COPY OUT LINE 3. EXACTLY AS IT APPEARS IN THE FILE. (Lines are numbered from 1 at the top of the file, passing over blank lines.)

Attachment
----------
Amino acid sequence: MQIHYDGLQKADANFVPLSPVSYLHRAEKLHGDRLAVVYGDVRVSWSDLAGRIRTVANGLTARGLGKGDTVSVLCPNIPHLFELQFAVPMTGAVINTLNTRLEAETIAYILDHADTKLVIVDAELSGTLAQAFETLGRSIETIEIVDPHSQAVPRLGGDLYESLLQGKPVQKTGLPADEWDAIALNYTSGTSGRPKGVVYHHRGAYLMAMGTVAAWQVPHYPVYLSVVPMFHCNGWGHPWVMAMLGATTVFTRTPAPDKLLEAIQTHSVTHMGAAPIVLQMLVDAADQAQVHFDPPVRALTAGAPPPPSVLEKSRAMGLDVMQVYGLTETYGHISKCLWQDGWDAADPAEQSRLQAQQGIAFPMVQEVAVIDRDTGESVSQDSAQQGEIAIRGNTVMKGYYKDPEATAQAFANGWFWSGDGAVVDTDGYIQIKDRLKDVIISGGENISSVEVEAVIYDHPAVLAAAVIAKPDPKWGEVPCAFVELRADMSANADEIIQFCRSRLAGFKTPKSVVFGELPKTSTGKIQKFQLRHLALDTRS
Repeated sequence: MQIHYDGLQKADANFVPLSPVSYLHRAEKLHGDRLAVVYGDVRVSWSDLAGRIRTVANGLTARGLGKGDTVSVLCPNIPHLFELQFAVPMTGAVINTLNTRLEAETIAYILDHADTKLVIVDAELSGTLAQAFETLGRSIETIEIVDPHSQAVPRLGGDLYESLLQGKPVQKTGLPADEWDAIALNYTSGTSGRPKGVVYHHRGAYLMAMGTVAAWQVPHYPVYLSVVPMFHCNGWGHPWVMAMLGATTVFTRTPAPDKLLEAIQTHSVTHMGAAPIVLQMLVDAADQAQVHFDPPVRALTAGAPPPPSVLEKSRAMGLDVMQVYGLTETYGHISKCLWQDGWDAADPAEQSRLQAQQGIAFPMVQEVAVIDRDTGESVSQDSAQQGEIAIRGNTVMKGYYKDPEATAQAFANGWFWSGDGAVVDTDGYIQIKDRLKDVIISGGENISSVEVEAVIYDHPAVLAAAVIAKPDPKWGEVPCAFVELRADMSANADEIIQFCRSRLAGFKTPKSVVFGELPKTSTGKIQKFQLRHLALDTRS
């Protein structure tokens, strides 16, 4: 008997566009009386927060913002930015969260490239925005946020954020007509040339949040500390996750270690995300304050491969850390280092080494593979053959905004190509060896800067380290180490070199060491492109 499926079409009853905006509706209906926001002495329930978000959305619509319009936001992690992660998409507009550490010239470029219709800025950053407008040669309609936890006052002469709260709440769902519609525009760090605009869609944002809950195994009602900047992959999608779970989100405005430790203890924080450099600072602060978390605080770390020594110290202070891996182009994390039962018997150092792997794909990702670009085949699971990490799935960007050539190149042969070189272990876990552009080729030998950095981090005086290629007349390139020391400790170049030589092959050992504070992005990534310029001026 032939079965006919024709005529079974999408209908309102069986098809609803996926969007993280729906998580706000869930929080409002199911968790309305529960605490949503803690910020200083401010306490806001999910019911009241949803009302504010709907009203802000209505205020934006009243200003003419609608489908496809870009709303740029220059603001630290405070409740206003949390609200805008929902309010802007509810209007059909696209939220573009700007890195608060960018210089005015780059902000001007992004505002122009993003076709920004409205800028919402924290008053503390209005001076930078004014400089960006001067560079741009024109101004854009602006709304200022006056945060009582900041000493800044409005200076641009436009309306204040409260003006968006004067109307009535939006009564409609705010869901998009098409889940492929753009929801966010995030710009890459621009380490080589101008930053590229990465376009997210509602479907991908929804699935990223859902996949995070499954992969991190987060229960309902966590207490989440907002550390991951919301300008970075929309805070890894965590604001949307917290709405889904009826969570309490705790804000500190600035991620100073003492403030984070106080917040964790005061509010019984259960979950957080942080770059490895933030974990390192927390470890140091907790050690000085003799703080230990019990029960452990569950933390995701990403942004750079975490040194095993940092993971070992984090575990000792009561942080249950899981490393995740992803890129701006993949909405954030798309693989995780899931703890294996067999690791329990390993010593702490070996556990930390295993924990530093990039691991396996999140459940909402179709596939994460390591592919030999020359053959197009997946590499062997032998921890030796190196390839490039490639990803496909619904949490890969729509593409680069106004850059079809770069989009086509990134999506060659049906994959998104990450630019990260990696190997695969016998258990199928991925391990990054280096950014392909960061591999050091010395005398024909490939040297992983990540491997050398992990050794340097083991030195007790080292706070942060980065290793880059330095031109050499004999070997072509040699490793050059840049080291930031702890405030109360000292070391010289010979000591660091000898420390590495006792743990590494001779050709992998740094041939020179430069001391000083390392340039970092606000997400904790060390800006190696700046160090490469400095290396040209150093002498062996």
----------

């Protein structure tokens, strides 16, 4: 008997566009009386927060913002930015969260490239925005946020954020007509040339949040500390996750270690995300304050491969850390280092080494593979053959905004190509060896800067380290180490070199060491492109 499926079409009853905006509706209906926001002495329930978000959305619509319009936001992690992660998409507009550490010239470029219709800025950053407008040669309609936890006052002469709260709440769902519609525009760090605009869609944002809950195994009602900047992959999608779970989100405005430790203890924080450099600072602060978390605080770390020594110290202070891996182009994390039962018997150092792997794909990702670009085949699971990490799935960007050539190149042969070189272990876990552009080729030998950095981090005086290629007349390139020391400790170049030589092959050992504070992005990534310029001026 032939079965006919024709005529079974999408209908309102069986098809609803996926969007993280729906998580706000869930929080409002199911968790309305529960605490949503803690910020200083401010306490806001999910019911009241949803009302504010709907009203802000209505205020934006009243200003003419609608489908496809870009709303740029220059603001630290405070409740206003949390609200805008929902309010802007509810209007059909696209939220573009700007890195608060960018210089005015780059902000001007992004505002122009993003076709920004409205800028919402924290008053503390209005001076930078004014400089960006001067560079741009024109101004854009602006709304200022006056945060009582900041000493800044409005200076641009436009309306204040409260003006968006004067109307009535939006009564409609705010869901998009098409889940492929753009929801966010995030710009890459621009380490080589101008930053590229990465376009997210509602479907991908929804699935990223859902996949995070499954992969991190987060229960309902966590207490989440907002550390991951919301300008970075929309805070890894965590604001949307917290709405889904009826969570309490705790804000500190600035991620100073003492403030984070106080917040964790005061509010019984259960979950957080942080770059490895933030974990390192927390470890140091907790050690000085003799703080230990019990029960452990569950933390995701990403942004750079975490040194095993940092993971070992984090575990000792009561942080249950899981490393995740992803890129701006993949909405954030798309693989995780899931703890294996067999690791329990390993010593702490070996556990930390295993924990530093990039691991396996999140459940909402179709596939994460390591592919030999020359053959197009997946590499062997032998921890030796190196390839490039490639990803496909619904949490890969729509593409680069106004850059079809770069989009086509990134999506060659049906994959998104990450630019990260990696190997695969016998258990199928991925391990990054280096950014392909960061591999050091010395005398024909490939040297992983990540491997050398992990050794340097083991030195007790080292706070942060980065290793880059330095031109050499004999070997072509040699490793050059840049080291930031702890405030109360000292070391010289010979000591660091000898420390590495006792743990590494001779050709992998740094041939020179430069001391000083390392340039970092606000997400904790060390800006190696700046160090490469400095290396040209150093002498062996």